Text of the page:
Reducing Global Warming Through Regulation of Charcoal Production

By Dare Akogun

The signing into law by the Kwara State government, recently the amendment bill prohibiting the production, transportation, storage or sale of charcoal in the state couldn’t have come at a better time than this.

Governor Abdulfatah Ahmed while signing the bills said, “the amendment was necessitated by the need to strengthen existing laws against charcoal production and transportation in a bid to protect the environment and preserve our natural resources, especially valuable cash crops that can boost the state’s economy.”

The amendment bill, which was recently passed by the House of Assembly, seeks to protect the state’s ecosystem and save it from desertification occasioned by indiscriminate felling of trees and burning of such for charcoal used majorly in cooking by rural dwellers one of the major contributors to global warming.

Under the new law, an offender shall be liable, on conviction, to a fine not exceeding N100,000 or imprisonment for a term not exceeding two years— or both.

In addition, the person shall also forfeit to the government the charcoal and any vehicle, equipment or implement used in the commission of the offence.

Although Half of the world’s population, and up to 95 percent in poor countries, rely on solid fuel including biomass fuel and charcoal to meet their energy needs.

Fuel wood and charcoal are by far the most heavily consumed energy sources in Kwara state and most part of Nigeria, rural dwellers who are the custodians of forests resources depend solely on it for livelihood and increase in demand for charcoal.

Nigeria ranked the highest producer of charcoal in Africa and second in the world and the production trend of charcoal in Nigeria has over the years shown a steady increase yet Nigeria is not among the world leading nations in the exporting of charcoal which means the nation consumes a larger percentage of its annual produce locally.

The continuous production is promotional to continuous deforestation and desertification which in-turns are a threat to sustainable environment.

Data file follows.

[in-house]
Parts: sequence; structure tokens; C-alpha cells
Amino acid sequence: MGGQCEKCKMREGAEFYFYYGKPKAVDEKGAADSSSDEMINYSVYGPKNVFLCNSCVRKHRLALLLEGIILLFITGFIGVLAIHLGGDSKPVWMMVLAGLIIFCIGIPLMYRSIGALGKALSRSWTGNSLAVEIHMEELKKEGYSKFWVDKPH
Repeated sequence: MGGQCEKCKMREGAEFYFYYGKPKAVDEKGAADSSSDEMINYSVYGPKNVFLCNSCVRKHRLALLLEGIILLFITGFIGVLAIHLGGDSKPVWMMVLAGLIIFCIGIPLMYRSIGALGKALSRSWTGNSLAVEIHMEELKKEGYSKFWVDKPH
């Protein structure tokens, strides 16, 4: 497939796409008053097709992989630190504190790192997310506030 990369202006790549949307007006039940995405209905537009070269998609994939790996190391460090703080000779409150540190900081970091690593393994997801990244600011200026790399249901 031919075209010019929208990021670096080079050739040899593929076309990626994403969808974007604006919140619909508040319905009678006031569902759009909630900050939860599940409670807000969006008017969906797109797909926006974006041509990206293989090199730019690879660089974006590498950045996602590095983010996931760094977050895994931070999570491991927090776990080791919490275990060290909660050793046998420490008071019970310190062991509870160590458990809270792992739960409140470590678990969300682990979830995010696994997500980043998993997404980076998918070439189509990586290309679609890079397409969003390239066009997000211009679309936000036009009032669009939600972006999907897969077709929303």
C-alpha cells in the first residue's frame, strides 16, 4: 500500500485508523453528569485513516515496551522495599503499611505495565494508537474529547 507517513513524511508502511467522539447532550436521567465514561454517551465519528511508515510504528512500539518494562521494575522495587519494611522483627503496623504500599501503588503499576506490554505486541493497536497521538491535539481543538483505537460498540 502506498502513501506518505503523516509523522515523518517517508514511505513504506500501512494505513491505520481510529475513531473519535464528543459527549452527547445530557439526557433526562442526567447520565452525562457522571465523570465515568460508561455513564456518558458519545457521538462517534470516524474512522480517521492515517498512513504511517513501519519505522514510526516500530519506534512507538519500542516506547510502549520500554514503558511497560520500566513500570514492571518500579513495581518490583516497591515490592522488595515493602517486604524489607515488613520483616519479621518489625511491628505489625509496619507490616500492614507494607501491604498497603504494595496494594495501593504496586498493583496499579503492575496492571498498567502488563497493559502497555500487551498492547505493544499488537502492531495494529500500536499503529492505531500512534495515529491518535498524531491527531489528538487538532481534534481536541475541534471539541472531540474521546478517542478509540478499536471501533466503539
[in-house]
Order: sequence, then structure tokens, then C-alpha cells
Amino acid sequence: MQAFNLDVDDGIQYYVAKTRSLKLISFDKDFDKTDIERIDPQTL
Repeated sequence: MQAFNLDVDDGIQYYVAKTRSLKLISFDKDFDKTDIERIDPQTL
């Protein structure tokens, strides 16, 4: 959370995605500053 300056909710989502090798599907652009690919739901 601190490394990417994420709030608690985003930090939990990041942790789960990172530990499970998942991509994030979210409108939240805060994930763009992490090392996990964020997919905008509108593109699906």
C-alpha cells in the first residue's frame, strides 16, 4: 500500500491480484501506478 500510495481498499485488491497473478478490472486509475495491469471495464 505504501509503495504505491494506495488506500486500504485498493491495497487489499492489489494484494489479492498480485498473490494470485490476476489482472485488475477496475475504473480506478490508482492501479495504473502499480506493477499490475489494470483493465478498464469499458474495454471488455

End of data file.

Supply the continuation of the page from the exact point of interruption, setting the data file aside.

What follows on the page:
However, a ban on charcoal production will not be successful if alternative sources of energy is not provided.

These alternatives sources will help prevent destructive and illegal charcoal production and also serve as income generation.

These alternatives sources are Liquefied Petroleum Gas and Fuel sawdust / Biomass Briquettes.

LPG Consumption in Nigeria

Nigeria as a nation has been reported to be more of a gas country with an estimated reserve of about 186 trillion cubic feet (TCF). However, the Nigerian LPG industry has over the of gas-based market growth in the industry especially domestic LPG.

Nigeria has about 186 trillion cubic feet of gas and confirmed to be of very high grade with no sulphur, placing it as the world’s 7th largest gas reserves holder

but surprisingly she is among the lowest consumers of LPG or domestic gas in Africa.

Official sources estimate that Nigeria’s reserves potential could grow to as high as 600tcf, making it the world’s 4th largest.

Thus, the development of Nigeria’s domestic LPG, representing an increase of 11.5 percent from the Nigeria’s reserves potential could grow to as high as 600tcf, great measures due to the choice of firewood and kerosene as LPG market, without doubt has continued to be affected in domestic gas in Africa. Official sources estimate that LPG market of a country endowed with huge natural gas.